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Angels' Scott Kazmir improves pitch velocity but continues to struggle with walks

Scott Kazmir has walked 11 batters in 11-plus spring innings, but in a 95-pitch, 41/3-inning outing Saturday against the Cleveland Indians, he improved his pitch speed over earlier spring starts, consistently reaching the high 80s.

March 19, 2011|By Lance Pugmire
  • Angels pitcher Scott Kazmir routinely threw in the 87-89 mph range in a 95-pitch, 4 1/3 -inning outing Saturday against the Cleveland Indians.
Angels pitcher Scott Kazmir routinely threw in the 87-89 mph range in a 95-pitch,… (Jake Roth / US Presswire )

Reporting from Tempe, Ariz. — Scott Kazmir doesn't want to continue the ratio of 11 walks in 11-plus innings, but the Angels' left-hander will keep the mechanics he displayed Saturday.

Kazmir — coming off a 9-15, 5.40-ERA season amid spring angst that he's been hovering around 85 mph on radar guns — showed more life on his fastball and expressed satisfaction with the movement of his change-up in a 95-pitch, 41/3 -inning outing in the Angels' 10-7 loss to the Cleveland Indians before a sellout crowd of 8,735 at Diablo Stadium.

"I felt good even if the numbers don't show it," Kazmir said after routinely throwing in the 87 mph to 89 mph range, according to radar-gun-carrying scouts behind the plate. One pitch reached 90.

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Kazmir said that he didn't need to know those numbers to understand recent attention to his arm slot and that "smoothing things out" has paid off. He struck out three in his fifth spring start with a pair of 1-2-3 innings.

"My change-up had so much movement I couldn't get it over," Kazmir said. "I've just got to get ahead [in the count] more and I'll take care of that. I'm coming along.... When they're swinging and missing like that and you see the ball jumping past them — I'm trying to work on that stuff. Not lighting up the guns."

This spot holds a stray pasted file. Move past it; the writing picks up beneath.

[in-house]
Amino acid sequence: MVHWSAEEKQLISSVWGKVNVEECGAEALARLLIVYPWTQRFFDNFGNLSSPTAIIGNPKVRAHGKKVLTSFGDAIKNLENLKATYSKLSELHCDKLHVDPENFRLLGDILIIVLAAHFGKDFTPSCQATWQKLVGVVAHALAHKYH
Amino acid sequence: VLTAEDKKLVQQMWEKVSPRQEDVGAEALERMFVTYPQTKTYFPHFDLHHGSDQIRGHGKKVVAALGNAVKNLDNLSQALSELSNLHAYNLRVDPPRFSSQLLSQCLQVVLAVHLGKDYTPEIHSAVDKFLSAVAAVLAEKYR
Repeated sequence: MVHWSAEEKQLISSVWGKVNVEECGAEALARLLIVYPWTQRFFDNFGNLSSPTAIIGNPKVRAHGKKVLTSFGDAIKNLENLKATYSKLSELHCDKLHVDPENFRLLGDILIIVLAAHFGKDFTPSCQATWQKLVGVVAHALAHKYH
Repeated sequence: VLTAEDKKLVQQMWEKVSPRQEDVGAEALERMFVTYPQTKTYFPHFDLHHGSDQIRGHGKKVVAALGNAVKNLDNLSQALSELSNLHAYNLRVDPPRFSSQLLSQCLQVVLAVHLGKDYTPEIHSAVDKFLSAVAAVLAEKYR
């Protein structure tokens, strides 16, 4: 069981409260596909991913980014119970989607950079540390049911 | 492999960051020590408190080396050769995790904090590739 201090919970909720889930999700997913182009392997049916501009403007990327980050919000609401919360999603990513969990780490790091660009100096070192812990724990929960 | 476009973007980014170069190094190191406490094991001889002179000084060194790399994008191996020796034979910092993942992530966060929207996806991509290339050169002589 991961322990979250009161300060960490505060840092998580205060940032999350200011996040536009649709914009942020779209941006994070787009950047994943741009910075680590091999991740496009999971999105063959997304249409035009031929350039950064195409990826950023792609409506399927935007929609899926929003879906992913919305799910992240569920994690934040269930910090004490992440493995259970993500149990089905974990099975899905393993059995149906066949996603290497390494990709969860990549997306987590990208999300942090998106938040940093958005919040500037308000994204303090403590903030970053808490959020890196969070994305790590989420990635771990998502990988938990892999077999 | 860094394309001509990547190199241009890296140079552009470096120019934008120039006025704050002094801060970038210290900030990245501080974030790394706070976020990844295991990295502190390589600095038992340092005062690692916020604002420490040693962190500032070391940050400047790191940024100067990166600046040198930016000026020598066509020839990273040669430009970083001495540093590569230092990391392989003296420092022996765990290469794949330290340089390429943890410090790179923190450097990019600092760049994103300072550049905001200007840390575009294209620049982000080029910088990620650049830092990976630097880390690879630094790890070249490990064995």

The problem was his four walks, with three of those baserunners scoring. Kazmir previously walked seven batters over the course of his most recent two starts.

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Angels Manager Mike Scioscia noted that Kazmir was throwing "hotter" but added that the lefty should have thrown more strikes earlier in counts.

"Ninety-five pitches in 41/3 innings is a lot of work," Scioscia said. "I hope he'll be more pitch efficient, and he'll have to use his last two [spring] starts to fine tune it."

Before the game, Scioscia said he expected Kazmir's velocity to pick up after the pitcher drilled last week with pitching coach Mike Butcher.

Butcher "wanted to prove [to Kazmir] that he's got natural gas," and Kazmir hit 92 mph on the speed gun, Scioscia said. The Angels shifted Kazmir to a B game Monday to establish "better mechanics to throw better and control the velocity. He doesn't need to throw 93-95."

Saturday, then, eased some of the prior spring concern about a 27-year-old who averaged 11 victories a season between 2005 and 2009 with an ERA less than 3.50 in three of those campaigns.

"He still has upside," Scioscia said. "We're moving toward that."

Morales update

Angels slugger Kendrys Morales did some running on the team's minor-league fields Saturday morning but stopped short of trying the cuts and turns that will be the ultimate test of his recovery from last year's fractured lower leg and surgery.

Scioscia earlier this spring said he wanted Morales to start appearing in games by this weekend to be ready for the March 31 opener in Kansas City.

Saturday, Scioscia said, "At the point now, it probably will impact the beginning of the season."

The fallback plan

Scioscia cautions that although he's "very comfortable" with first baseman Mark Trumbo's five-homer, 13-RBI spring, it's "nothing that translates" to the challenge of the regular season.

Given that second baseman Howie Kendrick and backup catcher Bobby Wilson have made spring starts at first as Trumbo recovers from minor right groin soreness, the Villa Park product is strongly positioned to occupy first until Morales recovers.

The other element of Morales' absence is filling the hole in the batting order, and Scioscia said he's envisioning putting Bobby Abreu there. Batting third Friday, Abreu homered to left and right-center.

"I have no problem with that," Abreu said, smiling at Scioscia's plan before contributing an RBI single Saturday. "I've been in that spot for a long time in my career. I'm making good contact driving the ball, hitting it the other way.

lance.pugmire@latimes.com

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